A Change of Fate

Copyright 2000 by Kari


Rated PG-13

Category: Short story

In her dream, Rose DeWitt Bukater relived that dreadful moment again and again. Jack's
sturdy arms were locked around her desperately. He seemed so calm and self-assured, but
when she glanced at him, the fear in his eyes was unmistakable.

The great hull of the 'Titanic' was disappearing fast beneath them, and would soon pull
them down on top of it into the blackness of the water. But Jack was there, and for a
moment, he met her eyes. "We're going to make it, Rose!" he told her with all the
conviction of his being. "Trust me."

"I trust you!" she yelled above the noise of the swiftly submerging ship. And there was no
doubt in her heart. She trusted him.

The water was now mere feet below them, and Rose could feel the stinging spray on her
face. Beneath the surface of the blackness, she could hear the massive 'Titanic' groaning
with a last effort as the sea swallowed it.

Almost there . . . the dread filled her heart, but Jack was there. She felt him squeeze her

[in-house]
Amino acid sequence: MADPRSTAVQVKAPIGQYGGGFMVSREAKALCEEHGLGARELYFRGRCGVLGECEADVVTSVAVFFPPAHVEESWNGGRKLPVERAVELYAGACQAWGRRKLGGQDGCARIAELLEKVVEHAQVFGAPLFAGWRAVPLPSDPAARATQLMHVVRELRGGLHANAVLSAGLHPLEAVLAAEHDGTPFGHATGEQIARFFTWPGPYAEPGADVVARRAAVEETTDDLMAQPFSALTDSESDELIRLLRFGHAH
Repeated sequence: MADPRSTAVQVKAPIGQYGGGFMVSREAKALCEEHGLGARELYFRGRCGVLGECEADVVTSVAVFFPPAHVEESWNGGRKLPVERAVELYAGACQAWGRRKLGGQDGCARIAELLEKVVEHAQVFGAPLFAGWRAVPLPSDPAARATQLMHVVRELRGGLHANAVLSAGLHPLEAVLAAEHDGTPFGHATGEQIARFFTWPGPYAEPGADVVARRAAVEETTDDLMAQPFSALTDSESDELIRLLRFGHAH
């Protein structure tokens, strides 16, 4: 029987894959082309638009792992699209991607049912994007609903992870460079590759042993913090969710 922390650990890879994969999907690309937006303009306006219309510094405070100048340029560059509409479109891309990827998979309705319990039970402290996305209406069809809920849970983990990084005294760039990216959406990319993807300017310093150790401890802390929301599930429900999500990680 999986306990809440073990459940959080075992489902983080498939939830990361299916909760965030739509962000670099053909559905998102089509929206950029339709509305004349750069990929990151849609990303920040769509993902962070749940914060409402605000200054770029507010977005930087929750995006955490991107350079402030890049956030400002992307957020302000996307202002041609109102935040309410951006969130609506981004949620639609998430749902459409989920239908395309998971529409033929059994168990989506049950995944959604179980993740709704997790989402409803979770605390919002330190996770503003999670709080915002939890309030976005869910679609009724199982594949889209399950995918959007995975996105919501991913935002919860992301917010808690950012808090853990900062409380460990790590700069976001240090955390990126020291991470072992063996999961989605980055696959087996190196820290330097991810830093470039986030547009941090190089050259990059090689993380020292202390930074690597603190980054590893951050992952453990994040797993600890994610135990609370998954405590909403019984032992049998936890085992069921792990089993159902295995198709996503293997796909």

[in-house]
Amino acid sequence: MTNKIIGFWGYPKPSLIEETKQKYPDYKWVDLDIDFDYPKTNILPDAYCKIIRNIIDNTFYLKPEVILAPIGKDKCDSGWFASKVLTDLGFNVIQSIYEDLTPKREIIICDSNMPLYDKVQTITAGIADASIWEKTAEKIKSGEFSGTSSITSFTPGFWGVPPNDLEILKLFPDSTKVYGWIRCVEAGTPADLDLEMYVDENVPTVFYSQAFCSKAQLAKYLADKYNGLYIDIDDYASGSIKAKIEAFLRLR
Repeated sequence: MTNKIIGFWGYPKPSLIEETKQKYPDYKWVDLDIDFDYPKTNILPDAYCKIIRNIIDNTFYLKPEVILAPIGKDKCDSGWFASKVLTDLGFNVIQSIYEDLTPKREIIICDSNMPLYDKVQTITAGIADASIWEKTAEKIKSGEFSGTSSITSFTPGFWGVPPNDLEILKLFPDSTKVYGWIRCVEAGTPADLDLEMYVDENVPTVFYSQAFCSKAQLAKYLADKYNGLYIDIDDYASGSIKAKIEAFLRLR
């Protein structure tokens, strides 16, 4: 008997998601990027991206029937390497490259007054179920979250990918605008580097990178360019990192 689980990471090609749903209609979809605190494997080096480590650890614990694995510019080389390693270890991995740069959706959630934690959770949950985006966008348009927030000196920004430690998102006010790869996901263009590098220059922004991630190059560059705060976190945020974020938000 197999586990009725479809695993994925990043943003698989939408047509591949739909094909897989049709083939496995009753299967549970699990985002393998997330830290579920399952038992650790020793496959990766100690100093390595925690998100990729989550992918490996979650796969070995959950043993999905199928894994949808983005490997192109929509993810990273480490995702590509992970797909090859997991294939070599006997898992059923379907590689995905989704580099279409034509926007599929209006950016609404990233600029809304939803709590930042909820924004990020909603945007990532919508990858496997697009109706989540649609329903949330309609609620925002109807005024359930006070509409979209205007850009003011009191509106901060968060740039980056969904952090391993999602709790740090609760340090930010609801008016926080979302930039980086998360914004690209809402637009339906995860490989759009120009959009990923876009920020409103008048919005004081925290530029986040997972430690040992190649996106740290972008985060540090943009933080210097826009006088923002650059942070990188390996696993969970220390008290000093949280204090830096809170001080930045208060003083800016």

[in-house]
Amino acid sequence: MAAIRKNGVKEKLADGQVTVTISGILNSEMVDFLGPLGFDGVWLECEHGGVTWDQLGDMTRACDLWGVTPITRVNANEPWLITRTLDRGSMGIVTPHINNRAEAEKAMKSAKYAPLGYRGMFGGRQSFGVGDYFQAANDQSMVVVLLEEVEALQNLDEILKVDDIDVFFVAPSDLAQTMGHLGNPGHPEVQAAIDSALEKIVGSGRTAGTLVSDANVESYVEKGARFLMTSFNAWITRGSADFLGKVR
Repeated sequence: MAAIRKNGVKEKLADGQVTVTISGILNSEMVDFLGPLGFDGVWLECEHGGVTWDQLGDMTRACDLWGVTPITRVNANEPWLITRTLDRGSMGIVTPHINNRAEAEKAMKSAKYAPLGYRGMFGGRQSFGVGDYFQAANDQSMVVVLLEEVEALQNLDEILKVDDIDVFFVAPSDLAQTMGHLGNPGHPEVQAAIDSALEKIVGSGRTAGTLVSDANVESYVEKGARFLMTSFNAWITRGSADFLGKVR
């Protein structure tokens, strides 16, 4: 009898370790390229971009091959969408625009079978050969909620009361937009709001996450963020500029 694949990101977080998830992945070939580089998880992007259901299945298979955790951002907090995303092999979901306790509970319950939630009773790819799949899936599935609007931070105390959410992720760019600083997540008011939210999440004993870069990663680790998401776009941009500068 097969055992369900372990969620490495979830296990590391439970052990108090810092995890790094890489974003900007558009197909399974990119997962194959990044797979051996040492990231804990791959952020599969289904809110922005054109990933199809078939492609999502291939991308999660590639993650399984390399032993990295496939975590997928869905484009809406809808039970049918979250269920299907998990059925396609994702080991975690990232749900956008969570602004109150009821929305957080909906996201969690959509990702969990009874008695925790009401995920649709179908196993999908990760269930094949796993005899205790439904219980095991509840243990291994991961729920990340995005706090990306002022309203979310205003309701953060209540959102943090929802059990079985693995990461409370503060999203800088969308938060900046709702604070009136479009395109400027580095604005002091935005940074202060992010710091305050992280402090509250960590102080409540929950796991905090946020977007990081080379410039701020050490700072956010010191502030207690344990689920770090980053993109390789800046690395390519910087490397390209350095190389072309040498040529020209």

hand harder. And on Jack's mark, she sucked in a large gulp of air.

And suddenly, the iciness enveloped her whole, shocking her body, and the 'Titanic' was no
longer supporting her. She felt Jack's strong grip on her hand in the dark coldness--her only
source of comfort--and she concentrated on that. She held on tightly as she flailed her legs,
kicking for the surface as Jack had told her to do . . . but the problem was, she didn't know
which way the surface was!

She felt Jack pull her closer to him as he latched onto her lifebelt.

But suddenly, he was gone! She couldn't feel him! She groped desperately in the darkness
for him, but the ocean had swallowed him. Unexpectedly, her head broke free of the
darkness. Instinctively, she gasped for air, all the time searching the surface desperately for
her lost love.

"Jack!" she screamed again and again, but her voice was lost in a sea of thousands upon
thousands of voices. So many people. So many like herself . . . but she did not see Jack's
face among any of them.

She didn't know how much time had passed when she came across a drifting wardrobe door.
Exhausted and numbed from the cold and grief, she climbed on top.

After all that had happened, Jack had been ripped from her arms and sucked into the
darkness forever.

* * * * *

Rose awoke with a start, but the coldness of the dream followed her, leaving her chilled to
the bone. She shivered, pulling her sweat-soaked sheets tightly around her body.

"There, there," the nurse soothed her gently, handing her a cool glass of water. Like a
lightning bolt, reality hit her. She was in the makeshift infirmary aboard the Cunard Liner